Thailand History

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The Constitution stipulates that the king is "enthroned in a position of revered worship" and is not to be exposed "to any sort of accusation or action." As ceremonial head of state, the monarch is endowed with a formal power of assent and appointment, is above partisan affairs, and does not involve himself in the decision-making process of the government. In the 1980s, King Bhumibol Adulyadej remained the nation’s most respected figure because he was popularly perceived to be the embodiment of religion, culture, and history. He ensured political stability and unity by lending legitimacy to important government actions and, in potentially destabilizing situations, as during the abortive coups in 1981 and 1985, by discreetly signaling his support of the incumbent government.

In discharging his formal duties, the king was assisted by the Privy Council, whose president and not more than fourteen members were royal appointees. These members could not hold other public offices, belong to political parties, or show loyalty to any partisan organization. Also assisting the king were the Office of His Majesty’s Principal Private Secretary and the Bureau of the Royal Household, agencies responsible for organizing ceremonial functions and administering the finances and logistics of the royal palace.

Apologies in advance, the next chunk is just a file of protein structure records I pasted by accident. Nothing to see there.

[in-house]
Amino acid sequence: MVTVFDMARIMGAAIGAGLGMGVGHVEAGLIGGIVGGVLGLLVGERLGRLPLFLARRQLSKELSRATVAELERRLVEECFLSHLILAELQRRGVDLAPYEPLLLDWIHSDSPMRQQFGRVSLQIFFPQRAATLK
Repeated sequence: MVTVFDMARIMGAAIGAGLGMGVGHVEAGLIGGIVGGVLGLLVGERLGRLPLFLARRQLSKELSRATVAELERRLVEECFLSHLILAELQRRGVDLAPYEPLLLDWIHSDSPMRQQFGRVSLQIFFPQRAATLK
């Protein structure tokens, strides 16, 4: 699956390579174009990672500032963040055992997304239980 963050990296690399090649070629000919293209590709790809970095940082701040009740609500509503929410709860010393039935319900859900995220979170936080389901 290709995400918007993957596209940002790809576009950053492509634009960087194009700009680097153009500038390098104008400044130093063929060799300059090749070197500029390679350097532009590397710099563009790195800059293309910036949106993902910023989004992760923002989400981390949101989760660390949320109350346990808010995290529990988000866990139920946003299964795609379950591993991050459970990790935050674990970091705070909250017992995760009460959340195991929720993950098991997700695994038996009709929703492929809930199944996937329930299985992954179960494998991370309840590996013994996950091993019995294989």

The mode of succession was set forth in the Palace Law on Succession. In the absence of a crown prince, or if the crown prince declined succession, a princess could succeed, subject to parliamentary approval. When the throne became vacant, an heir was to be appointed by the Privy Council. Until the heir formally ascended the throne, the president of the Privy Council would act as regent. Prince Vajiralongkorn, the only son of King Bhumibol and Queen Sirikit, was designated as heir on December 28, 1972, at the age of twenty.

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